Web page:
My three favorite reads this summer were The Graveyard Book by Neil Gaiman, Seraphina by Rachel Hartman, and The Darkest Part of the Forest by Holly Black.
Neil, Rachel, and Holly, thank you – you not only captivated, thrilled, and entertained me with your wonderful stories but, by your example, you proved to be wonderful writing teachers. Here’s what I learned.
Neil Gaiman – The Graveyard Book
– Make sure there’s tension with very high stakes from the get-go.
– Cleverly reveal characters and events in ways that allow readers to put together clues and figure out for themselves what is happening, like an inside secret between author and reader.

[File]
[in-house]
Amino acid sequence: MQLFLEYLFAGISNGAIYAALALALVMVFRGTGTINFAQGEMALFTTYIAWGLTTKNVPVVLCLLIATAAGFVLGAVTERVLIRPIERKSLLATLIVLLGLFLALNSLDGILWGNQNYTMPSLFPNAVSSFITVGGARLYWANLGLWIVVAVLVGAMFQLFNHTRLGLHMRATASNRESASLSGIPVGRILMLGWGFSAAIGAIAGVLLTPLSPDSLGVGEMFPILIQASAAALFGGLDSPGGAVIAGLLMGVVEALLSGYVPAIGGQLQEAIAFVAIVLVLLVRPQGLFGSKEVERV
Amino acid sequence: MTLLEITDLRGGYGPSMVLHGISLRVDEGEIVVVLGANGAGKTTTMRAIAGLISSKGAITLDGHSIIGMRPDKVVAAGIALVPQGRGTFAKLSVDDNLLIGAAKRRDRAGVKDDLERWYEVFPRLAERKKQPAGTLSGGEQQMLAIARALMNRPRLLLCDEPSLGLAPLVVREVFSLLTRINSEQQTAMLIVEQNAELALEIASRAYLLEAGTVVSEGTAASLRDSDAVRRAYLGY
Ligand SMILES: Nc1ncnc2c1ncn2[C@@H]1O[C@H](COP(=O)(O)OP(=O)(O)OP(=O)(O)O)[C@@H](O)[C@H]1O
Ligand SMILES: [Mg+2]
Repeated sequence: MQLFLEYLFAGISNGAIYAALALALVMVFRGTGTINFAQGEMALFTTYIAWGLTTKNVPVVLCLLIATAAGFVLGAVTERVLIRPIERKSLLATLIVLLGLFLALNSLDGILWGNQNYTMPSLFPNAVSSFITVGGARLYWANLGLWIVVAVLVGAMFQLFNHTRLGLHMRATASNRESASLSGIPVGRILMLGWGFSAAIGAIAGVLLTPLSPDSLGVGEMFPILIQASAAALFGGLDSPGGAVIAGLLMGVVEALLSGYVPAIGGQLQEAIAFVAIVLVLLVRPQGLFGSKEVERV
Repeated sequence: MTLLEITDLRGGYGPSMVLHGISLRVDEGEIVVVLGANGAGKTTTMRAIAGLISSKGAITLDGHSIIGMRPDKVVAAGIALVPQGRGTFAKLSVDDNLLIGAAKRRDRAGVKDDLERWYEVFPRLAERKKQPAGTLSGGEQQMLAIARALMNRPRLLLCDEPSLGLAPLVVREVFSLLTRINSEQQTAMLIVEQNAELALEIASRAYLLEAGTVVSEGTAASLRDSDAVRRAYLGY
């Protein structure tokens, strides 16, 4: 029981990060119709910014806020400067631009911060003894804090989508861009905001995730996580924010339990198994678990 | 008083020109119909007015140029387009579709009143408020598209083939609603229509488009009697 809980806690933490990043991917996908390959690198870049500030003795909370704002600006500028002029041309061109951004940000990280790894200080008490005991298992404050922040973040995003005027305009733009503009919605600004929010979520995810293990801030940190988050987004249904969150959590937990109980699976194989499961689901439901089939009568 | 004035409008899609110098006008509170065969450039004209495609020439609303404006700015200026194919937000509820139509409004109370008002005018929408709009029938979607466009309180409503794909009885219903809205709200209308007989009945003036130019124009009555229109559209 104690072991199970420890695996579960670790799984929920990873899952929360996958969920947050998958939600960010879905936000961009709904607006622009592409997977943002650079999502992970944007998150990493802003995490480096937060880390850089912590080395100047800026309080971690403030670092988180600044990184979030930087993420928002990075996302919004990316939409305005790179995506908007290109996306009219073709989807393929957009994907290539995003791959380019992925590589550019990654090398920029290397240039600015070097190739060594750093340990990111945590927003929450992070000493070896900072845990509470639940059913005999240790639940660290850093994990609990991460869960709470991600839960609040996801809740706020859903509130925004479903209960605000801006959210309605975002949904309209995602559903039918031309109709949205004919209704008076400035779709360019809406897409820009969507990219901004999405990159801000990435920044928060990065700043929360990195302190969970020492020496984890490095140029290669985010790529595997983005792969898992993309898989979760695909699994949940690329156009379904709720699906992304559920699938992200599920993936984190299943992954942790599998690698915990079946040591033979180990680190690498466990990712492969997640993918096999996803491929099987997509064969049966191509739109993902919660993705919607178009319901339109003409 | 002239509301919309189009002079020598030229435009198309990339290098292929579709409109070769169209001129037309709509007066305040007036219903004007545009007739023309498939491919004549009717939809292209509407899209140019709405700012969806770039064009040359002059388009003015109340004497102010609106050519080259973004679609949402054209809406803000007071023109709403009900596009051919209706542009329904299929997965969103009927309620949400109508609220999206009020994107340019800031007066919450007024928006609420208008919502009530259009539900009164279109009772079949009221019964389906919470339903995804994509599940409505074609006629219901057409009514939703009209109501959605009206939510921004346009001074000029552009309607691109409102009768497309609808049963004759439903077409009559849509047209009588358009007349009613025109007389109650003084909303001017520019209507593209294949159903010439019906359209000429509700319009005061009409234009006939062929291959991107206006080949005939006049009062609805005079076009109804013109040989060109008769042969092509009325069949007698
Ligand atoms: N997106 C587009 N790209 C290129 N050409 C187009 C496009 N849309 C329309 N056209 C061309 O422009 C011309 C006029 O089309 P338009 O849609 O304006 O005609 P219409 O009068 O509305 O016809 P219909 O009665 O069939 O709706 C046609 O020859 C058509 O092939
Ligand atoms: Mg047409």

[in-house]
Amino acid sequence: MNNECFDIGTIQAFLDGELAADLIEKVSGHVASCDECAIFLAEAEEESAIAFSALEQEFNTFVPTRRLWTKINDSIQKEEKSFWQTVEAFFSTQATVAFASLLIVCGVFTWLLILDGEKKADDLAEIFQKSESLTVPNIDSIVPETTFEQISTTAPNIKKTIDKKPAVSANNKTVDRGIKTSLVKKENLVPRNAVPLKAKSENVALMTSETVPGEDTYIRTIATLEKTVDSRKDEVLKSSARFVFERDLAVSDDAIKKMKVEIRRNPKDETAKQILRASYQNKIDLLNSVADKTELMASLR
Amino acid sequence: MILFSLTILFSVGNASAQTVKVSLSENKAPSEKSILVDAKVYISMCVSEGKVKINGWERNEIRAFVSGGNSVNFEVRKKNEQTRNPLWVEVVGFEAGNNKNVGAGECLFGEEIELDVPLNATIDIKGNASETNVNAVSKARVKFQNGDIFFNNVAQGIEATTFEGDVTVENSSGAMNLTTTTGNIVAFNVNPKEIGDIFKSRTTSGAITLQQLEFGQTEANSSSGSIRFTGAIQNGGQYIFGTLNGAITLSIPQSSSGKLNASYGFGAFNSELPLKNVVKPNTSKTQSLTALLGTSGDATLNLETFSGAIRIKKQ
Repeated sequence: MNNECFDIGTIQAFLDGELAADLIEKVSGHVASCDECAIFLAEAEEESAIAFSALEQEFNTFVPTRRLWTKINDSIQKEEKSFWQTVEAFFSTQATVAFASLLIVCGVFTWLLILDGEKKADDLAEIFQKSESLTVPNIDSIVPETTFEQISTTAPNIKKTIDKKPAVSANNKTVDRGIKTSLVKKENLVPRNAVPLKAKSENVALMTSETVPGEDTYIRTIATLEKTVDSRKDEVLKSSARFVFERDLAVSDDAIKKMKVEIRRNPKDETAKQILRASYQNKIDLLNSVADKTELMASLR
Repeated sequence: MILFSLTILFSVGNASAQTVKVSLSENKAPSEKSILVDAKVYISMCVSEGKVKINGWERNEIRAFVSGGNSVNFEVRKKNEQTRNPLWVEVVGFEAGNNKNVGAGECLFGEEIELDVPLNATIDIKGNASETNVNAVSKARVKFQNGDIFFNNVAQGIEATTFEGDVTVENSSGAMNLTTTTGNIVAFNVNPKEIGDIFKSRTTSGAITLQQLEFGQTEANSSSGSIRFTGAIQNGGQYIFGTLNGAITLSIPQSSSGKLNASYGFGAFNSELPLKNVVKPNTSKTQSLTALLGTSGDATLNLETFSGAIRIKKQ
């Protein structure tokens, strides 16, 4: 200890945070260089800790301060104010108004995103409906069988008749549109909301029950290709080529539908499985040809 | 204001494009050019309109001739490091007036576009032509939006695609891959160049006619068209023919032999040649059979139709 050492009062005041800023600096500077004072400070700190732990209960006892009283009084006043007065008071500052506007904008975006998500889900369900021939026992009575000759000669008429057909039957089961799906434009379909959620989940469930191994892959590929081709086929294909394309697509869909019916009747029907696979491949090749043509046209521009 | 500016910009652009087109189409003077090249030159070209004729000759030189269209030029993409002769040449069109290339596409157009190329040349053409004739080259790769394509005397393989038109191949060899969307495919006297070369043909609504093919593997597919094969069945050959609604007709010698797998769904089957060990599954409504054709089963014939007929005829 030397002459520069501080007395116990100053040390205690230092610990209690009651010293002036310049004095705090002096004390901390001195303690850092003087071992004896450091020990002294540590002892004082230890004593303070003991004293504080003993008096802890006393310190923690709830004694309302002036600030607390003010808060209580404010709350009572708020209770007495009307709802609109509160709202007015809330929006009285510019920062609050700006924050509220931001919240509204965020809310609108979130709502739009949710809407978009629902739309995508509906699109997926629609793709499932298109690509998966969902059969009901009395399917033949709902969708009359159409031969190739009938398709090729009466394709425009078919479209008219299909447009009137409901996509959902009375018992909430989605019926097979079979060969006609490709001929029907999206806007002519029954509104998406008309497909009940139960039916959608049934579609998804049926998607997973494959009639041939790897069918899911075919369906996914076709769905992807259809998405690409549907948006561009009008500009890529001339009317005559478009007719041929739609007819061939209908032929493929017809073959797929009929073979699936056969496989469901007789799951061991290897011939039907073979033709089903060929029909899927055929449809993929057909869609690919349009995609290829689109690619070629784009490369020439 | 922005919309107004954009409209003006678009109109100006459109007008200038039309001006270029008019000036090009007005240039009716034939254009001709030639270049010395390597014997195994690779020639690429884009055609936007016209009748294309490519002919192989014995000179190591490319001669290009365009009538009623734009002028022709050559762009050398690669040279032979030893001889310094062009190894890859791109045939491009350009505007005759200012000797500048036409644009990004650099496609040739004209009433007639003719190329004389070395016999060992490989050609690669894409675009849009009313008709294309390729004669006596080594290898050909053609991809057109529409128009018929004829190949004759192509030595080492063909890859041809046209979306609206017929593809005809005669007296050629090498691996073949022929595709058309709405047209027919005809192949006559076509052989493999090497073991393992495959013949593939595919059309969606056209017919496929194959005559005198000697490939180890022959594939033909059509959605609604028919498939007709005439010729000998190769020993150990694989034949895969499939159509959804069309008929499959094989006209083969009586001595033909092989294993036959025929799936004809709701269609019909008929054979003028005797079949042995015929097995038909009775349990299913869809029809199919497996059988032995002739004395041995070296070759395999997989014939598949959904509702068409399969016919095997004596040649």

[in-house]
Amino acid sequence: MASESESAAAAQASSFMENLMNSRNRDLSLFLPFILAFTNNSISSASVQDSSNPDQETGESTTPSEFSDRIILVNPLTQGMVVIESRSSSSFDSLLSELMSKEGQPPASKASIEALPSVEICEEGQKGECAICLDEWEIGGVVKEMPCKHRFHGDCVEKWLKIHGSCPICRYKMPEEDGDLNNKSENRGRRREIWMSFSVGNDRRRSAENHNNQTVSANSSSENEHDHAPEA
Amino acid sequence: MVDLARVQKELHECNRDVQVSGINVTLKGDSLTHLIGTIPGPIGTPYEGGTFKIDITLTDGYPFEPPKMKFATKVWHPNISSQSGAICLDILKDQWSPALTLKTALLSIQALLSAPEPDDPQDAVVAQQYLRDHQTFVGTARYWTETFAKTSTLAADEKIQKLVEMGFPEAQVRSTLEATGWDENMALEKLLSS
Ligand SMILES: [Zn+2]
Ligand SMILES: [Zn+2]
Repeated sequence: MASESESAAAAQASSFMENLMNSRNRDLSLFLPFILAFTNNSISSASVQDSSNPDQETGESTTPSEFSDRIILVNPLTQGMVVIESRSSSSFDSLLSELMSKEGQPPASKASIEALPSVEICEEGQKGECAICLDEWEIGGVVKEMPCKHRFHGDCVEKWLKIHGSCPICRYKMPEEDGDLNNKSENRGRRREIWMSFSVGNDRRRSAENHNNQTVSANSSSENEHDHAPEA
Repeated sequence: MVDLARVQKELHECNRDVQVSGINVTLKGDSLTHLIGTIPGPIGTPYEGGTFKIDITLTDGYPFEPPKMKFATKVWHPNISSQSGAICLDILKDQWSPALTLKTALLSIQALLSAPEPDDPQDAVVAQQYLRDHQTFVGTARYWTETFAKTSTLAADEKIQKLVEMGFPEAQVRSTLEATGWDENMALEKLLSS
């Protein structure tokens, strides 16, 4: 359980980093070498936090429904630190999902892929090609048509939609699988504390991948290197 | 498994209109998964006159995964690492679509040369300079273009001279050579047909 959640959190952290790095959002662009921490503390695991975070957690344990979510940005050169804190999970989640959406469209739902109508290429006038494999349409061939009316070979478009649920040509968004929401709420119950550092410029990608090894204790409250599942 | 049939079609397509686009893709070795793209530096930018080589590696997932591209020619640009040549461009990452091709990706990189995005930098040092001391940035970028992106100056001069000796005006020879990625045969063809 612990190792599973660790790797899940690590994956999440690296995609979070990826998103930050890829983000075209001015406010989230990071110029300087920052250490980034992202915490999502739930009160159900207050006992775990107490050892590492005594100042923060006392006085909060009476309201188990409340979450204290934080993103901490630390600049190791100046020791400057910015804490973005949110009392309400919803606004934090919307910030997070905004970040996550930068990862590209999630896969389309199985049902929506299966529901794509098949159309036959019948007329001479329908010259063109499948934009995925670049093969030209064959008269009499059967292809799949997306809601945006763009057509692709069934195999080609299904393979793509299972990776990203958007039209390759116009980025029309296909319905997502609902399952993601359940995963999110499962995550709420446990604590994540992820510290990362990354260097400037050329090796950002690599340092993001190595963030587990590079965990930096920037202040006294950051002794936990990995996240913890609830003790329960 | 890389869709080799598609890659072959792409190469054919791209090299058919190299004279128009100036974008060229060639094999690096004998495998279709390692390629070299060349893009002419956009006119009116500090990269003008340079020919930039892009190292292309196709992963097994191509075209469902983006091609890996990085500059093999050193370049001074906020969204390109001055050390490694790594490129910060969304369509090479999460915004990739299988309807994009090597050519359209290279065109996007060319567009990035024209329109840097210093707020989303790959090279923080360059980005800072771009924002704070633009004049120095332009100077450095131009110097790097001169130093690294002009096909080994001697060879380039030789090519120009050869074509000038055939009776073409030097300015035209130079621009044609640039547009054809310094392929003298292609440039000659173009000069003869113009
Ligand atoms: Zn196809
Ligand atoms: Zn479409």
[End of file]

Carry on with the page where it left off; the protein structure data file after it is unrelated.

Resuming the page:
– Do a little historical research then let your imagination soar.
Rachel Hartman – Seraphina
1st Person POV
– Know your world so well you don’t have to explain it. Start the story in a way that reveals your alternate world in all of its differentness without confusing the reader.
– Have a clear understanding of the desires and weaknesses of each of your characters, not just the main ones, so that each one shows growth by the end of the story.
Holly Black – The Darkest Part of the Forest
3rd Person POV
– Set up the story in vivid detail, making the reader think they’re stepping into a normal teen world but then gradually revealing that this is not, in fact, a normal world at all. That kind of creeping revelation is so satisfying.
– Be a keen observer of human nature.